ARTHRITIS WATCH

Pharmacy Times, Volume 0, 0

NFL Greats Team Up to Tackle OA

The Arthritis Foundation has enlisted the help of Hall of Famequarterback John Elway and other retired National FootballLeague (NFL) players to launch their "Game Plan for OA" (osteoarthritis), an education and awareness campaign designedto encourage patients with OA to develop a better working relationshipwith their doctors regarding their ailment. The programalso seeks to promote proper exercise, with the goal of reducingthe pain, stiffness, and limitations that OA can inflict on patients.

The program was created by the Arthritis Foundation and isbeing supported with radio and TV interviews with the retiredNFL players, many of whom are currently dealing with OA themselves.The foundation encourages patients to stay active to alleviatepainful symptoms and to work with their doctors to set personalgoals to help control OA. For more information, patientscan visit the Arthritis Foundation Web site, www.arthritis.org, orcall 800-568-4045.

Vitamin D Levels Drop in Winter

As the days get shorter and colder, people aremore likely to spend less time outdoors than inwarmer seasons. When they do go out, they areusually covered from head to toe, limiting thesun's access to their skin. Unfortunately, thehuman body's main source of vitamin D—essentialfor the formation of healthy bones—is exposureto the ultraviolet radiation found in sunlight.Researchers at the University of Ulster in Irelandare launching a 3-year project to study what levelsof dietary vitamin D are necessary to maintainhealthy levels in the body during the wintertime.

According to Julie Wallace, BSc, PhD, a seniorresearch fellow at the university, "For 6 monthsof the year,?we cannot make vitamin D throughexposure to sunlight?because the sun is toolow in the sky. Our summertime levels will lastfor part of the year, but by the end ofwinter?those stores are low." Although thestudy will focus mainly on adults 20 to 40 yearsof age in the first year, and adults over age 65 inthe second, Dr.Wallace acknowledges that otherpopulations at risk of low vitamin D status alsoneed to be studied.

Exercise Prior to Surgery Cuts Rehab Time

A study published in the October 2006issue of Arthritis Care & Research showedthat patients with end-stage osteoarthritiswho engage in regular exercise prior tohip or knee replacements improve overallmuscle strength and can shorten or eliminatetime in postoperative rehabilitation.Researchers at New England BaptistHospital, Boston, Mass, studied 108 patientswho were to undergo hip or kneereplacement surgery between November2001 and November 2003. The patientswere placed into one of 2 groups—half ofthe patients took part in both water andland-based exercise programs 3 times aweek for 6 weeks prior to their surgeries,and the other half received educationalmaterials only. Those who exercised wereshown to reduce their odds of being dischargedto an inpatient rehabilitation facilityby 73%. They were also more likely tobe able to walk more than 50 feet.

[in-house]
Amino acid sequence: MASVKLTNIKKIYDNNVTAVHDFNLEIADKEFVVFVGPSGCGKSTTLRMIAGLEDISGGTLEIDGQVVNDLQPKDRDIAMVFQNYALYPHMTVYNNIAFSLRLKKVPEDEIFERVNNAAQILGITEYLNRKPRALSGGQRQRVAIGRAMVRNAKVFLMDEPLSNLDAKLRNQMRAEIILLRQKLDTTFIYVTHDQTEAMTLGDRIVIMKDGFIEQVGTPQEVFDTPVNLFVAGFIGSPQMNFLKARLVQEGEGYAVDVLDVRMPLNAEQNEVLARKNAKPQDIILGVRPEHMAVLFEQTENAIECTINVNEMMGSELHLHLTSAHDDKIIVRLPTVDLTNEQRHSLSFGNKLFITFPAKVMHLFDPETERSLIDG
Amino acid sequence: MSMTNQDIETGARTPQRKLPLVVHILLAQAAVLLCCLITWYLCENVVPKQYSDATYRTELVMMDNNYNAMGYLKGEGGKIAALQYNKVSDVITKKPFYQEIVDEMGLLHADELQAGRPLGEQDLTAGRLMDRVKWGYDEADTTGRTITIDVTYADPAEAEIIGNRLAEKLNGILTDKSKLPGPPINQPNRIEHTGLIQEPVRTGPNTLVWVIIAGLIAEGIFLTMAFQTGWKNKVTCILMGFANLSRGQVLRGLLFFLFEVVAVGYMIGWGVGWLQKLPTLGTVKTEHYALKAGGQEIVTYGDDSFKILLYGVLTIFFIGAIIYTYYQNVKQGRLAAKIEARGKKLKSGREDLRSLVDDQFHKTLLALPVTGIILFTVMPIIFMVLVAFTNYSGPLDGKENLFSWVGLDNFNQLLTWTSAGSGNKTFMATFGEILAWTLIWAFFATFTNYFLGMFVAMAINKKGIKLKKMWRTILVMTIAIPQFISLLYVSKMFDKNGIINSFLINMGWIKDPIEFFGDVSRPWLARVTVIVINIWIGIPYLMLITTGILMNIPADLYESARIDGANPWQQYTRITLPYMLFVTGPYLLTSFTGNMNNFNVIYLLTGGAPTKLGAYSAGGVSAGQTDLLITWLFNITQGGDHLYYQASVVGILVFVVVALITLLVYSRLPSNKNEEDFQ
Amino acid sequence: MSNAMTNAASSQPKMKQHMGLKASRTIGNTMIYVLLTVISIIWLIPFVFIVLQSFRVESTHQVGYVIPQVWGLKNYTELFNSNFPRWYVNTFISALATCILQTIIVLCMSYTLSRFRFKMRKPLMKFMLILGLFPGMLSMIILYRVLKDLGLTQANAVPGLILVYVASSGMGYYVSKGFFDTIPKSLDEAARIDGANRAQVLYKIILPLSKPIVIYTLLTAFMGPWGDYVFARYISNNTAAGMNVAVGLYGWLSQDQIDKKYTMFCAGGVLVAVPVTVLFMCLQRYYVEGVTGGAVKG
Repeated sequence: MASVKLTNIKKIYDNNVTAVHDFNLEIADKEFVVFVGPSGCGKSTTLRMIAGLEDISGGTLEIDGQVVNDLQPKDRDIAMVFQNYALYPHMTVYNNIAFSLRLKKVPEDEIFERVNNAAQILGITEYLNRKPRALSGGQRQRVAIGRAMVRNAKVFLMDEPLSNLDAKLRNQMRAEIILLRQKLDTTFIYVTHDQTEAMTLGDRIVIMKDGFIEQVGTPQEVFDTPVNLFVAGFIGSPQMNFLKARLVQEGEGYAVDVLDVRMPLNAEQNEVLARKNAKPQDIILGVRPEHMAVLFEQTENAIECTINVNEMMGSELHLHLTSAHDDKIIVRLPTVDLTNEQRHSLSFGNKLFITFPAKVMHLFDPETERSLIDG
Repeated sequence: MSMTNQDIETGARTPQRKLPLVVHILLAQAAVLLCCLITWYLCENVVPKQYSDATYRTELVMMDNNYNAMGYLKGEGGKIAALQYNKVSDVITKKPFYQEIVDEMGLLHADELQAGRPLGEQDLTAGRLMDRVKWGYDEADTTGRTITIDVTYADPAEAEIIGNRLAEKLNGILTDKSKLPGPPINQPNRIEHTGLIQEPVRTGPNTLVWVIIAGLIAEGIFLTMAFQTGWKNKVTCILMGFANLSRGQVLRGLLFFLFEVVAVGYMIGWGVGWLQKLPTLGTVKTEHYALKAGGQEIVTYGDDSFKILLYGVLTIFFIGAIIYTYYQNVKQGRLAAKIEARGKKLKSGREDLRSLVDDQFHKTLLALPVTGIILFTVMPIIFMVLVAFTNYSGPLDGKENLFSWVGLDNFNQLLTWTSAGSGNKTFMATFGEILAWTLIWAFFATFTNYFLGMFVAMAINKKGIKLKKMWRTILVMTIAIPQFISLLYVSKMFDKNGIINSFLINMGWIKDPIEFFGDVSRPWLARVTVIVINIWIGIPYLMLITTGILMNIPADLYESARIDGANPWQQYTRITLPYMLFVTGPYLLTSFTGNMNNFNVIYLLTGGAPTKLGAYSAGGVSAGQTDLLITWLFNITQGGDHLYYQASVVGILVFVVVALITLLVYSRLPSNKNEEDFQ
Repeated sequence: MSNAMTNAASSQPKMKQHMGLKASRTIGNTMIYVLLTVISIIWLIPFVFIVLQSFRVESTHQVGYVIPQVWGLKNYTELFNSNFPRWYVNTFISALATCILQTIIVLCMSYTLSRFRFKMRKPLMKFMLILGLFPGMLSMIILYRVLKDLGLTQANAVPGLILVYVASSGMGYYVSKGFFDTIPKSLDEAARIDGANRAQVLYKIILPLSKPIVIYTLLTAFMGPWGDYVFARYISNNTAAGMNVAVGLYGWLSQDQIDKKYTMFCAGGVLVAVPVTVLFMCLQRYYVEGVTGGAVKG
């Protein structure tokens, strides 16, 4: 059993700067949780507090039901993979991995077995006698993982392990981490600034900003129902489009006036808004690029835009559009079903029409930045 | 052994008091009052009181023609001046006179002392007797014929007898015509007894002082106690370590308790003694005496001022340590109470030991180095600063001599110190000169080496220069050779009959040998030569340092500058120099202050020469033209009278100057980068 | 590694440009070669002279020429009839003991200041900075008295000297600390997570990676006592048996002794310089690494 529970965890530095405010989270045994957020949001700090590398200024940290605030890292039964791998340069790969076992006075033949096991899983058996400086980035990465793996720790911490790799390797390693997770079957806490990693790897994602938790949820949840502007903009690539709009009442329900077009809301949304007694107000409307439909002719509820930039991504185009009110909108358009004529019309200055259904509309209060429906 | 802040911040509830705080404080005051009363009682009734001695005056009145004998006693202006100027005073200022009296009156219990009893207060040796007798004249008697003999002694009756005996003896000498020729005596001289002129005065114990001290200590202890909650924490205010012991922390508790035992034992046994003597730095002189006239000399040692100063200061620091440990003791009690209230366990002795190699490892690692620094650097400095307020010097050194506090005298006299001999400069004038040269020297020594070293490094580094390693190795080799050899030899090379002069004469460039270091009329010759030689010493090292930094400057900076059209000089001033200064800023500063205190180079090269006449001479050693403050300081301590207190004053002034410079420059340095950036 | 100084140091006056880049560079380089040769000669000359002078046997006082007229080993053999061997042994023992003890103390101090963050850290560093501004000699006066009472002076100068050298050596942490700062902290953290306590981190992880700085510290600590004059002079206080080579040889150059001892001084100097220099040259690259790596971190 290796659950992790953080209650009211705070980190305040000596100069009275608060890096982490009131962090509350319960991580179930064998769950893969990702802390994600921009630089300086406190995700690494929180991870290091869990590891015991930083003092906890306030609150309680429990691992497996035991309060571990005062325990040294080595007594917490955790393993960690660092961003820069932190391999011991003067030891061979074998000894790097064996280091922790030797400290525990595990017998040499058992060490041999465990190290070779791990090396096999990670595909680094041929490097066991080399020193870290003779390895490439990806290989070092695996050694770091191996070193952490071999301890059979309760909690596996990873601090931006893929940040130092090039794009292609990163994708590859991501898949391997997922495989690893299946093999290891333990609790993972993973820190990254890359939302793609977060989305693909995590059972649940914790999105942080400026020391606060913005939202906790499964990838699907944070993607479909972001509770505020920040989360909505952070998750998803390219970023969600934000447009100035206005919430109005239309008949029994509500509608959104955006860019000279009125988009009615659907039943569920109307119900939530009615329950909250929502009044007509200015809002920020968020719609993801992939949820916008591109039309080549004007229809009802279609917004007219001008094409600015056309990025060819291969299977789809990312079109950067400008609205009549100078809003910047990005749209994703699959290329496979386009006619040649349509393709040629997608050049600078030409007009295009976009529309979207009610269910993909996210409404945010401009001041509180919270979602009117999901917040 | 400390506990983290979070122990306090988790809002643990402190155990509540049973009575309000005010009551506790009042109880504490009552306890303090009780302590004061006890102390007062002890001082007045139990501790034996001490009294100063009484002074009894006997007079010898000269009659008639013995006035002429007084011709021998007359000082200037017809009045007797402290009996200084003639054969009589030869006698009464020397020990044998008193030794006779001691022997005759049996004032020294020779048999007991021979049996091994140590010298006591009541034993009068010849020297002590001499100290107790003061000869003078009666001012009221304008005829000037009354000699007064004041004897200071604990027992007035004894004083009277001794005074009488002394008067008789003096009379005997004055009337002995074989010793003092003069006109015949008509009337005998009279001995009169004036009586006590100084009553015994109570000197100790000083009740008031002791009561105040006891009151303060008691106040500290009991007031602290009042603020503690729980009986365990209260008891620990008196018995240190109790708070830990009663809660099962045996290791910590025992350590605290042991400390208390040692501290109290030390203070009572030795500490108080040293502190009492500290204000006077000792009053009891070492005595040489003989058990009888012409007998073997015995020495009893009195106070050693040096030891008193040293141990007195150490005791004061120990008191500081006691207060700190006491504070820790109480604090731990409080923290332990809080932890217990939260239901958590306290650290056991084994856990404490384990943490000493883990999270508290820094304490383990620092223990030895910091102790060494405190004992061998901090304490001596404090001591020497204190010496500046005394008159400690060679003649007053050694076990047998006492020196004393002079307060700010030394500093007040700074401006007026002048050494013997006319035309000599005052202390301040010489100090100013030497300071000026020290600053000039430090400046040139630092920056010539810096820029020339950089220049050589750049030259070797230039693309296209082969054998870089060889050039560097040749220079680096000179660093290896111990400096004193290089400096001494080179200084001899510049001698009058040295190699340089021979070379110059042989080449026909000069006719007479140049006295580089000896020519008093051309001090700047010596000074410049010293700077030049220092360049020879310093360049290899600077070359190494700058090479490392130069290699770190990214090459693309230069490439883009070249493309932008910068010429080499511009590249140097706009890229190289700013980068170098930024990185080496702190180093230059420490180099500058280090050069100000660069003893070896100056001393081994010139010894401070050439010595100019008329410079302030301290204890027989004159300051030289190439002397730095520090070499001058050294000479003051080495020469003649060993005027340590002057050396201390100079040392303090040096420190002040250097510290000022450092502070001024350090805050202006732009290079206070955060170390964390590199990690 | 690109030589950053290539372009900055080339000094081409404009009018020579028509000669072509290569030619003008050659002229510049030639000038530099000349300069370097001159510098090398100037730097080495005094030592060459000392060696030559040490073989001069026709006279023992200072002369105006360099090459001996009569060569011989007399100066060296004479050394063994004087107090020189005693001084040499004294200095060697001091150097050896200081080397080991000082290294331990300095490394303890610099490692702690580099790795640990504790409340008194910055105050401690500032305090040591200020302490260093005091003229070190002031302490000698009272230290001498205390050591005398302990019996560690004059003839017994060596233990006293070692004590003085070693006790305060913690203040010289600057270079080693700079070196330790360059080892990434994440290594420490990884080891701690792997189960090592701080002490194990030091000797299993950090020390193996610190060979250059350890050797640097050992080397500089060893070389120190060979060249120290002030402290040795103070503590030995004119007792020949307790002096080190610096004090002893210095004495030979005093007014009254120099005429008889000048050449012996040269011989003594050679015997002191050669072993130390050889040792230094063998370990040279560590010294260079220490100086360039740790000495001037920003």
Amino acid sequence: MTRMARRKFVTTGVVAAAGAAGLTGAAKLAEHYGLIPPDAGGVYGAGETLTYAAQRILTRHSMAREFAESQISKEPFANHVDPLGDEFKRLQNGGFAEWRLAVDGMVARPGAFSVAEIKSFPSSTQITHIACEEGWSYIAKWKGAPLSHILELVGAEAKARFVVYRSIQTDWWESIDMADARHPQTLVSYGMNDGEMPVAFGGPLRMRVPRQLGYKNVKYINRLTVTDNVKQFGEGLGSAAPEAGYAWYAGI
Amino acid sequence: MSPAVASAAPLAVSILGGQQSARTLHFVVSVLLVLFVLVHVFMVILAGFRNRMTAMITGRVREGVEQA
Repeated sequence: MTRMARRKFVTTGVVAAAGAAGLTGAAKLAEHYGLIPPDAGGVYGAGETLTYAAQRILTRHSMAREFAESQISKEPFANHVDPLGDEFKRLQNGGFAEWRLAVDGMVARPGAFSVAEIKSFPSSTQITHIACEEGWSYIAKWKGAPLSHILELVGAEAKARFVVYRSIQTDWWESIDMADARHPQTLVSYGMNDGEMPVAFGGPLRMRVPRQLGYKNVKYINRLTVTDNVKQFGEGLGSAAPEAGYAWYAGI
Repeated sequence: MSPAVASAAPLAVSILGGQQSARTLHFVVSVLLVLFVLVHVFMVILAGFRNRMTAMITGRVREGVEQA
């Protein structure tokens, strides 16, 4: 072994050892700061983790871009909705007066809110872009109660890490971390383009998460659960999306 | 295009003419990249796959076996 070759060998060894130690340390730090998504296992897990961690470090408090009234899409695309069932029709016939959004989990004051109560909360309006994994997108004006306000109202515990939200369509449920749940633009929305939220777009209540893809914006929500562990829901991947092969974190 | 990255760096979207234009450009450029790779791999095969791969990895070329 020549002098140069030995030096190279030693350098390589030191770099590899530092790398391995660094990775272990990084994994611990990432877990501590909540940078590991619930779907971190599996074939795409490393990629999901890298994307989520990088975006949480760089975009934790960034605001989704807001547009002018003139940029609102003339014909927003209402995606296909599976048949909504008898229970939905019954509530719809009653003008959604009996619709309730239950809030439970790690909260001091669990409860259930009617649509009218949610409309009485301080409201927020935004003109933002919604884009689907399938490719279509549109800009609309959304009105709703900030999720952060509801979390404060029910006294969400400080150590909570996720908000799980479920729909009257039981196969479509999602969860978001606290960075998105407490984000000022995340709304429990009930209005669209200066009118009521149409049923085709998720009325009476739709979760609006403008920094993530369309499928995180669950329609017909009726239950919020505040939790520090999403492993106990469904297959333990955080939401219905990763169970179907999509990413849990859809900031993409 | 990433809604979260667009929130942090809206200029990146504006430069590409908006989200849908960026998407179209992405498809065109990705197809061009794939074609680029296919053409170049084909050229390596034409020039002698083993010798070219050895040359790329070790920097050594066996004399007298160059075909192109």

It was noted that those who exercisedresponded differently before and aftersurgery depending on which joint wasreplaced—those requiring hip replacementshowed improved function beforesurgery as well.

Researchers noted that knee-replacementcandidates might need to participatein strength training for longer periodsof time prior to surgery to see similarresults.

Spice Up Your Life and Treat Your Arthritis

Researchers at the University ofArizona College of Medicine in Tucsonhave found that the spice turmeric canprevent joint inflammation and areexamining the mechanism by whichturmeric protects joints in arthritis. Thespice is used commonly in curries andother South Asian cuisine. The studyshowed that turmeric significantlyinhibited joint destruction due toarthritis and inhibited nuclear factor-B,a protein that controls the geneexpression of substances that producean inflammatory response. The spicealso altered the expression of hundredsof genes involved in jointswelling and destruction and preventedan increase in osteoclasts in joints.

The researchers prepared theirown extracts from the rhizome(turmeric root) in order to test andcompare 3 natural extracts with commerciallyavailable products. Theytested a whole extract of turmericroot, only the essential oils, and an oildepletedextract containing the 3major curcuminoids found in the rhizome.Of the 3 extracts, the one containingthe major curcuminoids wasmost similar in chemical compositionto commercially available turmericdietary supplements. It also was themost effective, completely inhibitingthe onset of rheumatoid arthritis (RA).

The study authors agree that "clinicaltrials are?needed to verify?whether treatment with adequatedoses of?turmeric extracts canindeed prevent/suppress diseaseflares in RA patients, as well as toexplore any potential benefits ofturmeric?in the prevention or treatmentof more common forms ofarthritis?." The findings were publishedin the November 2006 issue ofArthritis & Rheumatism.